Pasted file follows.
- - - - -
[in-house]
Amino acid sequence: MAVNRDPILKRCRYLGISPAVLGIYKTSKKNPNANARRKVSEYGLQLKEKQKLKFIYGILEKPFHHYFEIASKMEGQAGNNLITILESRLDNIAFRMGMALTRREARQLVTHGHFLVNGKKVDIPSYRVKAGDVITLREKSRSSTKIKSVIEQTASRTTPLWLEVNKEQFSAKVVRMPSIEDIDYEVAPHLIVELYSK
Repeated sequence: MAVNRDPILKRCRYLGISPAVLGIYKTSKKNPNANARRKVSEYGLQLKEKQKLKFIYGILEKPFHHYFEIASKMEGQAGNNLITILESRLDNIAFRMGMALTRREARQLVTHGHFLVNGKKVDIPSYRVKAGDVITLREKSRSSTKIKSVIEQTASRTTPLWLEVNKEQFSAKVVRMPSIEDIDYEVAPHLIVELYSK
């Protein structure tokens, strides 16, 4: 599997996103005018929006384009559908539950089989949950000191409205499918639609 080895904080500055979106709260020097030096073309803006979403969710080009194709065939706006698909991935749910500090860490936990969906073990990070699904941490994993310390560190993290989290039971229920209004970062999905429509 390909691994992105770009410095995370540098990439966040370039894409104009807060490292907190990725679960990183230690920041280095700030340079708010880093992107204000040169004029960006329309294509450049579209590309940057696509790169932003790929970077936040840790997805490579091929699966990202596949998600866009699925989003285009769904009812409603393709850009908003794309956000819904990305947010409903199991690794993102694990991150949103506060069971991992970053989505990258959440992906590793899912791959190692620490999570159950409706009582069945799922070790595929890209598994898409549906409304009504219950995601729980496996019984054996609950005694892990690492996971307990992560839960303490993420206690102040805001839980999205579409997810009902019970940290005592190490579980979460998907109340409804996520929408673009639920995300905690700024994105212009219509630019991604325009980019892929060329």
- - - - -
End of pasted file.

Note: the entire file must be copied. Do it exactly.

[in-house]
Amino acid sequence: MAVNRDPILKRCRYLGISPAVLGIYKTSKKNPNANARRKVSEYGLQLKEKQKLKFIYGILEKPFHHYFEIASKMEGQAGNNLITILESRLDNIAFRMGMALTRREARQLVTHGHFLVNGKKVDIPSYRVKAGDVITLREKSRSSTKIKSVIEQTASRTTPLWLEVNKEQFSAKVVRMPSIEDIDYEVAPHLIVELYSK
Repeated sequence: MAVNRDPILKRCRYLGISPAVLGIYKTSKKNPNANARRKVSEYGLQLKEKQKLKFIYGILEKPFHHYFEIASKMEGQAGNNLITILESRLDNIAFRMGMALTRREARQLVTHGHFLVNGKKVDIPSYRVKAGDVITLREKSRSSTKIKSVIEQTASRTTPLWLEVNKEQFSAKVVRMPSIEDIDYEVAPHLIVELYSK
């Protein structure tokens, strides 16, 4: 599997996103005018929006384009559908539950089989949950000191409205499918639609 080895904080500055979106709260020097030096073309803006979403969710080009194709065939706006698909991935749910500090860490936990969906073990990070699904941490994993310390560190993290989290039971229920209004970062999905429509 390909691994992105770009410095995370540098990439966040370039894409104009807060490292907190990725679960990183230690920041280095700030340079708010880093992107204000040169004029960006329309294509450049579209590309940057696509790169932003790929970077936040840790997805490579091929699966990202596949998600866009699925989003285009769904009812409603393709850009908003794309956000819904990305947010409903199991690794993102694990991150949103506060069971991992970053989505990258959440992906590793899912791959190692620490999570159950409706009582069945799922070790595929890209598994898409549906409304009504219950995601729980496996019984054996609950005694892990690492996971307990992560839960303490993420206690102040805001839980999205579409997810009902019970940290005592190490579980979460998907109340409804996520929408673009639920995300905690700024994105212009219509630019991604325009980019892929060329």